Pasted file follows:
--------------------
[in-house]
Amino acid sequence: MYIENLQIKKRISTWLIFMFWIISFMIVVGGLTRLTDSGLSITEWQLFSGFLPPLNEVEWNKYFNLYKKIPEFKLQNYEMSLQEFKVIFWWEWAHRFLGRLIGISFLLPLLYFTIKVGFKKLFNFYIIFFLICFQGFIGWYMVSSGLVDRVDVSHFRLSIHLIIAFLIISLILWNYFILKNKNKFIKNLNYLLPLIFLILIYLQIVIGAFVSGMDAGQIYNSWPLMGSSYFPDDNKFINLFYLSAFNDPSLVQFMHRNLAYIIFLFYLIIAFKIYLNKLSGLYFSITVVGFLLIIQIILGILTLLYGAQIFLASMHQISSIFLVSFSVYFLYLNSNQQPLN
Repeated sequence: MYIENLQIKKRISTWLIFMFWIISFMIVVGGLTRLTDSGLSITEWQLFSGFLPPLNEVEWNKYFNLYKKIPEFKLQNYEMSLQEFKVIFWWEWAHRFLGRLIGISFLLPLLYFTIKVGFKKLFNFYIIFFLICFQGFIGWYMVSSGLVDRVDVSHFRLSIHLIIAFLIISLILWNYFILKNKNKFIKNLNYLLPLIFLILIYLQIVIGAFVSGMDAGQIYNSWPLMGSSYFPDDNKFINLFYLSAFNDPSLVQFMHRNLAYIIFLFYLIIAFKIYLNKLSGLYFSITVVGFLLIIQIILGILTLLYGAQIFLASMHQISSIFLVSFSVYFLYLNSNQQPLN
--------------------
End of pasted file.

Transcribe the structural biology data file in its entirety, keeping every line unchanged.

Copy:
[in-house]
Amino acid sequence: MYIENLQIKKRISTWLIFMFWIISFMIVVGGLTRLTDSGLSITEWQLFSGFLPPLNEVEWNKYFNLYKKIPEFKLQNYEMSLQEFKVIFWWEWAHRFLGRLIGISFLLPLLYFTIKVGFKKLFNFYIIFFLICFQGFIGWYMVSSGLVDRVDVSHFRLSIHLIIAFLIISLILWNYFILKNKNKFIKNLNYLLPLIFLILIYLQIVIGAFVSGMDAGQIYNSWPLMGSSYFPDDNKFINLFYLSAFNDPSLVQFMHRNLAYIIFLFYLIIAFKIYLNKLSGLYFSITVVGFLLIIQIILGILTLLYGAQIFLASMHQISSIFLVSFSVYFLYLNSNQQPLN
Repeated sequence: MYIENLQIKKRISTWLIFMFWIISFMIVVGGLTRLTDSGLSITEWQLFSGFLPPLNEVEWNKYFNLYKKIPEFKLQNYEMSLQEFKVIFWWEWAHRFLGRLIGISFLLPLLYFTIKVGFKKLFNFYIIFFLICFQGFIGWYMVSSGLVDRVDVSHFRLSIHLIIAFLIISLILWNYFILKNKNKFIKNLNYLLPLIFLILIYLQIVIGAFVSGMDAGQIYNSWPLMGSSYFPDDNKFINLFYLSAFNDPSLVQFMHRNLAYIIFLFYLIIAFKIYLNKLSGLYFSITVVGFLLIIQIILGILTLLYGAQIFLASMHQISSIFLVSFSVYFLYLNSNQQPLN